Former NIH director: ‘No science to warrant social-distancing; lab leak not a conspiracy’

by | May 16, 2024

The nation’s leading public health official during the Covid-19 pandemic claimed that the origins of the coronavirus are still ‘up for debate’, the lab-leak theory is a plausible consideration, and there was no scientific evidence backing the government's social-distancing guidelines.

Dr. Francis Collins, former director of the National Institutes of Health and supervisor of Dr. Anthony Fauci, testified behind closed doors earlier this year, admitting these points to the Select Subcommittee on the Coronavirus Pandemic. This information comes from a transcript and accompanying subcommittee memo provided to the National Review.

The subcommittee implicated Collins and Fauci in a report published last year, detailing how top public health officials orchestrated the “Proximal Origin” paper. In an email sent after the February 1, 2020, conference call, Collins warned about “voices of conspiracy” harming science. He later influenced the content of the “Proximal Origin” paper.

Collins testified similarly to Fauci, who had admitted that the six-foot social distancing guidance seemed to have “just appeared.” He claimed that Fauci invited him to a February 2020 call that led to the publication of the “Proximal Origin” paper in Nature, which aimed to discredit the lab-leak hypothesis. Before this call, Collins had not formed an opinion on whether the virus originated from a lab. Afterward, he did express an opinion, trusting the experts on the call. Collins defended his stance, emphasizing the importance of challenging claims that the coronavirus was engineered by humans.

When asked if the origin of COVID-19 remains unsettled science, Collins replied, “Yes.” Additionally, when questioned if the idea that the virus may have leaked from a lab was a conspiracy theory, Collins responded, “Not at this point.”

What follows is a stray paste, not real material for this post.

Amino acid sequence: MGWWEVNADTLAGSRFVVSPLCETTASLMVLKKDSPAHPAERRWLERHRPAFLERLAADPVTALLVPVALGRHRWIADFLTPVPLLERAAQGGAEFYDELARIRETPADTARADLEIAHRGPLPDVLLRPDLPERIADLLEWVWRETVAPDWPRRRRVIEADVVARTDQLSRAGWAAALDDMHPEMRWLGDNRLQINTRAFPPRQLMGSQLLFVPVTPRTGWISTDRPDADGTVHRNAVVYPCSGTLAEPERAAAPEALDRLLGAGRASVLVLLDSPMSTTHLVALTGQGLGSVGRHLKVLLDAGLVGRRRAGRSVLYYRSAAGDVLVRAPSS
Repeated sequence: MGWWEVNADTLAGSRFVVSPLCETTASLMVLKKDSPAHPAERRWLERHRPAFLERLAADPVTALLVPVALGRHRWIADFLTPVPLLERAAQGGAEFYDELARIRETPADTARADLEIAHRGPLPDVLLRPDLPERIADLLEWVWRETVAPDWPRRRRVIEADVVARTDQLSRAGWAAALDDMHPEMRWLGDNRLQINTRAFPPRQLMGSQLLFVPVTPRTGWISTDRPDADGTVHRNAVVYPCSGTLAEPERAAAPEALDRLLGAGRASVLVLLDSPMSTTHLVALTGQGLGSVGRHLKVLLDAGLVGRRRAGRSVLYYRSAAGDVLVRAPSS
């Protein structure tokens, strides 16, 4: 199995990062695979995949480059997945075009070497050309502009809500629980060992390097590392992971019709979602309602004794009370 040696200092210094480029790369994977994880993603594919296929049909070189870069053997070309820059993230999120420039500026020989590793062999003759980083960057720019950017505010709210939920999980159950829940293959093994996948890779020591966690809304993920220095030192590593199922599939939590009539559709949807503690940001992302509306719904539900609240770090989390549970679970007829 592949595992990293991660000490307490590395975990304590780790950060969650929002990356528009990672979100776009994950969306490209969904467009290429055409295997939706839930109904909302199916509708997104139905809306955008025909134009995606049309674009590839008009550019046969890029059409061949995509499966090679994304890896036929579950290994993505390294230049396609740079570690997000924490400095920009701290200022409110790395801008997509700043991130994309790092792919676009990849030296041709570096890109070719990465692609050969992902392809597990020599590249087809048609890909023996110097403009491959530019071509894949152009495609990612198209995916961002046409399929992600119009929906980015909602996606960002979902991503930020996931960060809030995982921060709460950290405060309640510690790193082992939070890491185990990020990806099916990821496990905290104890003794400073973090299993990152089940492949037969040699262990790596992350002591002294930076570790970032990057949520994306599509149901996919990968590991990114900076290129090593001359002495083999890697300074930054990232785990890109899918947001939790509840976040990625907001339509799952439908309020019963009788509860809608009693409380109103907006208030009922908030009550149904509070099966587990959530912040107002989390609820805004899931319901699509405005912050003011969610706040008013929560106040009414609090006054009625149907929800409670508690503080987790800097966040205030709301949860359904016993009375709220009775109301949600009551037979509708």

When asked if he recalled any science or evidence supporting the six-foot social distancing guidance recommended by the Centers for Disease Control during the pandemic, Dr. Francis Collins responded, “I do not.”

Collin’s was then asked to clarify if his answer meant he did not recall, or that he did not see supporting evidence, which he answered that he had seen no evidence, but was unsure if he “would have been shown evidence at that point.”

The Department of Health and Human Services on Wednesday suspended taxpayer funding for EcoHealth Alliance, a nonprofit organization involved in bat coronavirus research at the Wuhan Institute of Virology, which is central to the lab leak theory. This decision followed a recommendation from the subcommittee to debar EcoHealth and criminally investigate EcoHealth president Peter Daszak. The subcommittee had accused Daszak of obstructing its ongoing investigation.

When asked about the NIH’s vetting process for foreign collaborators, Collins deferred to staff and appeared to have limited knowledge about the process.

The subcommittee reviewed classified State Department documents suggesting that the coronavirus leaked from the Wuhan lab and was covered up by the CCP, according to Chairman Brad Wenstrup, as stated in a recent letter to Secretary of State Antony Blinken.

Lawrence Tabak, Collins' former deputy, is scheduled to testify publicly before the committee on Thursday. Fauci is set to testify publicly next month, and one of his top deputies is expected to testify in the coming weeks.


Source: National Review



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